Lolly Logic

My poem Lolly Logic was published in the last edition of Ripples Magazine (Ed. 17). I worked in the alcohol and drug field for ever a decade before seeing the error of my ways and getting out while still in one piece. It comes back to haunt me, however, and occasionally I find myself involved in the heated debates that arise on how to deal with the pervasive problems of alcohol and other drug use. This is a reposting of my poem.

For my American and French online friends – the word lolly means sweets or candy (la logique des bonbons)  in Australia

Lolly Logic

A bit tired?

coffee, tea

of course!

~

pain?

paracetamol, codeine, morphine

good idea

~

ADHD?

amphetamine, methylphenidate

must say yes

~

giving birth?

gas, pethidine, epidural

better say yes

~

depressed?

zoloft, lexapro, prozac

yes, yes, yes

~

anxious?

valium, librium, xanax

without a doubt

~

can’t sleep?

temazepam, nitrazepam, midazolam

no worries

~

keep sleeping?

methylphenidate, sodium oxybate

good idea

~

bipolar?

lithium carbonate, carbomazepine

you’d better say yes

~

schizophrenic?

haloperidol, chlorpromazine, risperidone

we’ll make you say yes

~

want to party?

alcohol

of course!

~

want to relax?

cigarettes

just say no

~

too much pain?

heroin, morphine, oxycodone

just say no

~

feeling on edge?

downers

just say no

~

need a lift?

uppers

just say no

~

sad or depressed?

ice, speed

just say no

~

chronic anxiety?

cannabis, hashish

just say no

~

sleep deprived?

benzos, hypnotics

just say no

~

sleep advantaged?

crystal meth

just say no

~

want to party?

all of the above

just say no!

24 thoughts on “Lolly Logic

  1. Let’s just say you sure hit that nail on its head.
    Yeah–drugs–legal and illegal for all our ‘woes’. Yeah, the business of drug dealing on multiple levels. Medication as ‘the’ option of choice–who chooses. The power of saying no.
    waves to you

  2. Thanks for that – a society saturated with drugs. It is the hypocrisy that gets to me. We are supposed to drug up our kids, mentally ill etc., to keep them manageable and then get upset when they decide that using illicit drugs has some benefits.

    • No problemo! – I’ll email it to you, but don’t forget to direct them to the blog as well. Cheers Gabrielle

  3. Hey, had to come back and toss this your way because your poem kept nagging at me and then I remembered ‘why’–Have you read Steven Morgan’s “the wind never lies” ???? It’s about being medicated and, and well check it out, it’s long–but, I think very very insightful and self aware and brutally honest. ooo I ought to have brought a link…I’ll be back!

    • http://bipolarblast.wordpress.com/

      “beyond meds” is the blog name and it’s not being updated as of just recently but it’s online in order to serve as an information resource. It also has a version of “the wind never lies” which is where I found it–for totally other reasons of interest. Still I found myself fascinated with what the blogger was dealing with in regard to being medicated for so long. It’s not like I was unaware of the practice of drugging the bejeesus out of people–but –well, it was an eye-opener in several ways. And Morgan’s piece just really –well, it really hit in connection to what a friend who, from the experience of a mental health professional, has said for years—western means of psychology do NOTHING for Native American people’s issues. I think the meds issue makes it clear that such means do nothing for anyone’s true issues–unless they’re suffering from some terrible bio-chemical chaos that there’s no other way to get some relief from. Ahhh and I’m noticing how I’ve run off at the fingertips. Um, okay, hope this is of interest to someone along the way.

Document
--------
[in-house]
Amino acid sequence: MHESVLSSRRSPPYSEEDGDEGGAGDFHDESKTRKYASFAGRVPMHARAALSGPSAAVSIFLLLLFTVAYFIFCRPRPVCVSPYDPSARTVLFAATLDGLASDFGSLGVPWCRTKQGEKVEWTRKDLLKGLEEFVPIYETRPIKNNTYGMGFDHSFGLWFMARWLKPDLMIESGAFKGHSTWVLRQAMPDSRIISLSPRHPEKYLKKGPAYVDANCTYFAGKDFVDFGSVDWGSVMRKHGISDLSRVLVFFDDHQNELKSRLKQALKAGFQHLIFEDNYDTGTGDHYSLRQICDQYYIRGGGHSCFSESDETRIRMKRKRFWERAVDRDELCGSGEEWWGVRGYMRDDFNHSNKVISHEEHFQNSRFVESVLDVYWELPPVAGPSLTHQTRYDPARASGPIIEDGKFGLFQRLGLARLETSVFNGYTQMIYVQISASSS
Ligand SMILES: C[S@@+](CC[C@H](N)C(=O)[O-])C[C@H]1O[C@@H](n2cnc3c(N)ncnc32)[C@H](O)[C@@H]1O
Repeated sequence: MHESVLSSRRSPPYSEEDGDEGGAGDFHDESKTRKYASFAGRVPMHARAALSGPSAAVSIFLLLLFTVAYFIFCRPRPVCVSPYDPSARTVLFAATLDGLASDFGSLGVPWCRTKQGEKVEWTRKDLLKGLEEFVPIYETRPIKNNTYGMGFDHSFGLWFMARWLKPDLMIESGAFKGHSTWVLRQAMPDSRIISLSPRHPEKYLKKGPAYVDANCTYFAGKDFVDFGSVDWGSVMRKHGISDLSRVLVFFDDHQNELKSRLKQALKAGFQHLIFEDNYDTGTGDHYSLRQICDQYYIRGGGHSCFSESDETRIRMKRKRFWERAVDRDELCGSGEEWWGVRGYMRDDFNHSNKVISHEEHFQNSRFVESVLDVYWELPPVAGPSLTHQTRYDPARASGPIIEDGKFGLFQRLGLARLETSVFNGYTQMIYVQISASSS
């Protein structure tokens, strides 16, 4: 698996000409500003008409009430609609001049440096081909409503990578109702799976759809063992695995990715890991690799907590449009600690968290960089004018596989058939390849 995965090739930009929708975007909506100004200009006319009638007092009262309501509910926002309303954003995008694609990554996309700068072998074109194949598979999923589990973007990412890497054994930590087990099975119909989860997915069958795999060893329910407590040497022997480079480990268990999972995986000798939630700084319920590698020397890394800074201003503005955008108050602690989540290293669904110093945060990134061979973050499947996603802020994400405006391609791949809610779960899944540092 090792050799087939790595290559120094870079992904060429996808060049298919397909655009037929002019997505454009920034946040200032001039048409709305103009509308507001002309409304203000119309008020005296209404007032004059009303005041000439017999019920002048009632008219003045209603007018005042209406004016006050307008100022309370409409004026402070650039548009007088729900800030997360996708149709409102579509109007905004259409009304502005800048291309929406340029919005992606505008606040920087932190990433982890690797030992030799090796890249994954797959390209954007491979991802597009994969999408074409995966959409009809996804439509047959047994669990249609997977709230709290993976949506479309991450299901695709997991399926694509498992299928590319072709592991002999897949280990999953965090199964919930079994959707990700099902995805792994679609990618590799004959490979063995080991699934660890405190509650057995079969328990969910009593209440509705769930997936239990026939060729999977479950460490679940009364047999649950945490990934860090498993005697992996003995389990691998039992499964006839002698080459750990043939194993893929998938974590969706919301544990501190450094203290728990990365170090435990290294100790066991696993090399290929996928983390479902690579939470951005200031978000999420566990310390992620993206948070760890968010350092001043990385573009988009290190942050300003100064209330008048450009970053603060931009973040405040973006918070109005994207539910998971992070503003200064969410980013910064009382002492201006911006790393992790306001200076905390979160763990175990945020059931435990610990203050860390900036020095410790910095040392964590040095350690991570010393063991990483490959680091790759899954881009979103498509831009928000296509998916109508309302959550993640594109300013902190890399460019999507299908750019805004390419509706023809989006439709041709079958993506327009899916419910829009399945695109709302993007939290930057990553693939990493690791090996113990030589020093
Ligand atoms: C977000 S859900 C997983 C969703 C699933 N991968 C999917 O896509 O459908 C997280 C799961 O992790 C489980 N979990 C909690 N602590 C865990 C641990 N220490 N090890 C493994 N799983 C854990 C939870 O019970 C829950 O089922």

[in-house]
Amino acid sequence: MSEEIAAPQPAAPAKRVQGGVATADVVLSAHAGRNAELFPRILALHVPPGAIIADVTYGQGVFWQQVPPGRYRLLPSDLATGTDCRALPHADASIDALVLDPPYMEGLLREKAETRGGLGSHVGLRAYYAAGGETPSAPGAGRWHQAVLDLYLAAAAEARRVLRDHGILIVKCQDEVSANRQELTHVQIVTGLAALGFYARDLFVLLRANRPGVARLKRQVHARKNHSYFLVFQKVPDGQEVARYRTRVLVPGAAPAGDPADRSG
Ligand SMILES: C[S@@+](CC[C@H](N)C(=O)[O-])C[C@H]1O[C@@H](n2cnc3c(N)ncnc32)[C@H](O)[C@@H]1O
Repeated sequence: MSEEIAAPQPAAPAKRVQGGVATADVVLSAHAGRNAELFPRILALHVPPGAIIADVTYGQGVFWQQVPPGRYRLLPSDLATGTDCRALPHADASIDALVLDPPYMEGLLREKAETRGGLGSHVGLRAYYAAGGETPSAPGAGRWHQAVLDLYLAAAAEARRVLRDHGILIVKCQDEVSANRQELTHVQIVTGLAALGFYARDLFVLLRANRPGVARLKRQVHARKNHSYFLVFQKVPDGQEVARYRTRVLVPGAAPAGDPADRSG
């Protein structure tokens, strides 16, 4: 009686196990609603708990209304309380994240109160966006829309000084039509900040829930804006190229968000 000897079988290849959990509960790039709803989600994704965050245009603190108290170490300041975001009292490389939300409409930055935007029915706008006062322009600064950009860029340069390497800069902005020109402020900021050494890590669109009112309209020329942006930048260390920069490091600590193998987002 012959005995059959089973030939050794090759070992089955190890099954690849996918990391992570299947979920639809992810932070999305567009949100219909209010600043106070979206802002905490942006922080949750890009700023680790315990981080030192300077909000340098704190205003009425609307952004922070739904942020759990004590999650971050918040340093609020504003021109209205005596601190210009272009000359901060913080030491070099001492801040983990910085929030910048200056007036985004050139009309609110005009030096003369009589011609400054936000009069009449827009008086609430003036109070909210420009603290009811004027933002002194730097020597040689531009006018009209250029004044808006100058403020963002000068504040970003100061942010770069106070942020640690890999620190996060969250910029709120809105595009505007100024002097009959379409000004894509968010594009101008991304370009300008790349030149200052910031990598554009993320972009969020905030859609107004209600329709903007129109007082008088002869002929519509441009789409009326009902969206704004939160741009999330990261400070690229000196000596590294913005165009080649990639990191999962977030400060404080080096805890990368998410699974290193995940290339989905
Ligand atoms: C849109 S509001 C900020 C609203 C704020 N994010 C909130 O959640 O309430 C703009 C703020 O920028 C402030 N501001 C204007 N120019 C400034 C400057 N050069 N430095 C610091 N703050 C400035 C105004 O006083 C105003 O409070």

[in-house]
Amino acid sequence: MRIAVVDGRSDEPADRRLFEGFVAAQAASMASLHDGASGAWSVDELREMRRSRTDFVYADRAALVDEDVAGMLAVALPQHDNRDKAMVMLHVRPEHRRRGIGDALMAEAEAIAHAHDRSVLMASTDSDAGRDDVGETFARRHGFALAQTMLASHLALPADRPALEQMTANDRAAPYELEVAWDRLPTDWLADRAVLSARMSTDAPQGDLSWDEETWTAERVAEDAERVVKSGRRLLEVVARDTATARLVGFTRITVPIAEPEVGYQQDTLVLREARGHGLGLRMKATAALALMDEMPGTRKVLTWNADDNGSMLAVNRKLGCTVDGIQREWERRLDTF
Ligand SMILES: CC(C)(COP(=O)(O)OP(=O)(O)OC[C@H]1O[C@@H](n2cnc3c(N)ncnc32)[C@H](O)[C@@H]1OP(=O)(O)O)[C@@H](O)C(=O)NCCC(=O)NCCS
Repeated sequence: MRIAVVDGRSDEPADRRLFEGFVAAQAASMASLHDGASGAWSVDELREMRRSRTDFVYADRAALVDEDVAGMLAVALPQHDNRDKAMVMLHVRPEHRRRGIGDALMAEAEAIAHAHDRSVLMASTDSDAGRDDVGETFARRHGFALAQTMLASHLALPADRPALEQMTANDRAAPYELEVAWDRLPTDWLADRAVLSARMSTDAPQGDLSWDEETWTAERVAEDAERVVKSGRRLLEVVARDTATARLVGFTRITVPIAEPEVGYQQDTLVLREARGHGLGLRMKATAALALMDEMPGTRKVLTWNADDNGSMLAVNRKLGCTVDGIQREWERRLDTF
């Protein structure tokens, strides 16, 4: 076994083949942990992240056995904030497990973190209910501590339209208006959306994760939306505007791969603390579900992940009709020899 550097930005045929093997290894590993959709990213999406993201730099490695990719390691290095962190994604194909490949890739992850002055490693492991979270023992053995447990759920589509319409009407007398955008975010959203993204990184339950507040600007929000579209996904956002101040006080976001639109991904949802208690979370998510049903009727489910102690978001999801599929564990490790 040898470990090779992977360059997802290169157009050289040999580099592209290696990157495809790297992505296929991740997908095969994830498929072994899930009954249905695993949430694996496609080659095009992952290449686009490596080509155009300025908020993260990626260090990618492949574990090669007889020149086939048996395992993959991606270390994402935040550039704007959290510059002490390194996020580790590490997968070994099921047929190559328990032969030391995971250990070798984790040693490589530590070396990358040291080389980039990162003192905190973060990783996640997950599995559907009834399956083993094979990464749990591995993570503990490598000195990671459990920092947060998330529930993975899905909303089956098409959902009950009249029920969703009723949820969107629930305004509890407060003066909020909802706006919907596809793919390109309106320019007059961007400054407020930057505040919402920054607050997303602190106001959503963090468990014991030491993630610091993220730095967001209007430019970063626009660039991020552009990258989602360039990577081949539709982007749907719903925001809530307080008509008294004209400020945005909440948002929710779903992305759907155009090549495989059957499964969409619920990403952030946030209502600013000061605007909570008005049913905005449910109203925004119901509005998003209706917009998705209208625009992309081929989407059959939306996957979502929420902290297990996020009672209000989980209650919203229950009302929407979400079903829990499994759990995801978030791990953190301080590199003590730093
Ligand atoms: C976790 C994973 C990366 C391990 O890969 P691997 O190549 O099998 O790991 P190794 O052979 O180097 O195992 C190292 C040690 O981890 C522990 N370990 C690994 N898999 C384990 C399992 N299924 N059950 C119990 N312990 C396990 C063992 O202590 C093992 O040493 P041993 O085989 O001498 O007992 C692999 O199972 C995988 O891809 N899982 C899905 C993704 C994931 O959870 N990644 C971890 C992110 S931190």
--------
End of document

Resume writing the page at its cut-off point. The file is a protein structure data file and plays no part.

Peace.

      • Thanks for the link – it looks really interesting. I agree that western psychology and psychiatry are not helpful for Native American peoples issues. Mental health issues always need to be looked at from a cultural perspective. Cheers Gabrielle.

    • Thanks Carolyn – it’s also a dig at the alcohol and drug field (the just say no campaigns etc.,)- get’s a bit depressing working for over a decade in this area and getting absolutely no-where (or backwards even).

  4. That is a thought provoking poem, Gabrielle.

    Problem
    Solution
    Norm

    Social Conscience?
    Suppress, repress
    Social con science

    Maybe that explains the circularity? Or maybe no.

  5. Stop swearing at me boy – you’re doing my head in with your conundrums – ha,ha,ha!!! Seriously – the problem, solution, norm is good; your haiku even better – someone’s getting conned that’s for sure (‘and it ain’t me baby, no, no, no, it ain’t me babe’ – Bob D.). Thanks Brad for sharing.

  6. Excellent poem, and good food for thought, too — the drug debate reeks of hypocrisy and double standards — absolutely infuriating. No logic in it at all, and love the irony of your poem’s title!

  7. translating is tricky, even for simple things like sweets. I would say in French ” douceurs” . In the dictionary it is “sucreries”, (sucre means sugar)…so it depends.

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  9. Pingback: Lolly Logic (revised) « Gabrielle Bryden's Blog

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